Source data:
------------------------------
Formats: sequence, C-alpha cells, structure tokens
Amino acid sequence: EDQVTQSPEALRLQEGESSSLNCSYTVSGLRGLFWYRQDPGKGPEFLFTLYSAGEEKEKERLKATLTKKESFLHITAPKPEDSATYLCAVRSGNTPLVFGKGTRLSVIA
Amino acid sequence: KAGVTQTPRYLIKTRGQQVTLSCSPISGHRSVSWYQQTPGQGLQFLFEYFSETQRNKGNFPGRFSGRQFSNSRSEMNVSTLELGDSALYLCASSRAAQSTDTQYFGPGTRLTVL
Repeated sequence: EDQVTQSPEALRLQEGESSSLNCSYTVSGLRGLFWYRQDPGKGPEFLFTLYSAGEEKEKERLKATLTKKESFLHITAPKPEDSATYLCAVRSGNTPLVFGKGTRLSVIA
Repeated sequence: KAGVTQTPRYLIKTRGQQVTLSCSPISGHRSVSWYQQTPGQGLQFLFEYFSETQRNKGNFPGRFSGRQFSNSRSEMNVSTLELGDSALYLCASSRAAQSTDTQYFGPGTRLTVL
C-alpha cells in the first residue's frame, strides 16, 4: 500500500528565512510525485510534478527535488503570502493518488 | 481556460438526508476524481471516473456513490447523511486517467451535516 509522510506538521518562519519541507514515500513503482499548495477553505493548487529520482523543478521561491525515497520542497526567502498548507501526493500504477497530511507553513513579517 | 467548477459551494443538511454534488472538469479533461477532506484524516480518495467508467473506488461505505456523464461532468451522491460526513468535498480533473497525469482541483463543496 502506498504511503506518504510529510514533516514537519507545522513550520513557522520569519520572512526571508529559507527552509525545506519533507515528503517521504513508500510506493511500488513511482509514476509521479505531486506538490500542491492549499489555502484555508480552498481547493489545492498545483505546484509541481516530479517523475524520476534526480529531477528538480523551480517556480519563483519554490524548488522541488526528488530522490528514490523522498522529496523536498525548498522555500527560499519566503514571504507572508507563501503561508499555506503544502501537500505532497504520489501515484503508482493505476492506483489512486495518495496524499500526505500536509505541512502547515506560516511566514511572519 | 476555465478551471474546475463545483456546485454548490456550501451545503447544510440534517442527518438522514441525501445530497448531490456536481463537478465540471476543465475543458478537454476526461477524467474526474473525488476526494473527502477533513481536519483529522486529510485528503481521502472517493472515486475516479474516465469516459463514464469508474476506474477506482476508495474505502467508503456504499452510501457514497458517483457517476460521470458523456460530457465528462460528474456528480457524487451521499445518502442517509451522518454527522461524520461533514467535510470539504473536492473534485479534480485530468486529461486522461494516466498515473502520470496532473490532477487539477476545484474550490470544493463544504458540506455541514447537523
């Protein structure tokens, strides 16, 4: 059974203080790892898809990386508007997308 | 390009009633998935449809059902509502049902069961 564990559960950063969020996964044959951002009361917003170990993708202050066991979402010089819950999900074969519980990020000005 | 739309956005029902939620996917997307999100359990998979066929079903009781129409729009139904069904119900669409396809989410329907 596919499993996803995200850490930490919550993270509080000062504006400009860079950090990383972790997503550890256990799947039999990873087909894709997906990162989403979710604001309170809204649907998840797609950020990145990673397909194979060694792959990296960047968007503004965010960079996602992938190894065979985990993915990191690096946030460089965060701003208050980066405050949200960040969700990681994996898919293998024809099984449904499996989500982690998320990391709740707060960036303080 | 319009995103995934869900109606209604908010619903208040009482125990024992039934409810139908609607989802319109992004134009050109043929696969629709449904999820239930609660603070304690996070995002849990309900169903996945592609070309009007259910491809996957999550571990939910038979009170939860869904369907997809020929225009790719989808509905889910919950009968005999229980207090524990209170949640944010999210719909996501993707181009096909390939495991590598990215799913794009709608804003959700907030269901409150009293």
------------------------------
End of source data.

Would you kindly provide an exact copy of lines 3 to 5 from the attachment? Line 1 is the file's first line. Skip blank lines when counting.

Amino acid sequence: KAGVTQTPRYLIKTRGQQVTLSCSPISGHRSVSWYQQTPGQGLQFLFEYFSETQRNKGNFPGRFSGRQFSNSRSEMNVSTLELGDSALYLCASSRAAQSTDTQYFGPGTRLTVL
Repeated sequence: EDQVTQSPEALRLQEGESSSLNCSYTVSGLRGLFWYRQDPGKGPEFLFTLYSAGEEKEKERLKATLTKKESFLHITAPKPEDSATYLCAVRSGNTPLVFGKGTRLSVIA
Repeated sequence: KAGVTQTPRYLIKTRGQQVTLSCSPISGHRSVSWYQQTPGQGLQFLFEYFSETQRNKGNFPGRFSGRQFSNSRSEMNVSTLELGDSALYLCASSRAAQSTDTQYFGPGTRLTVL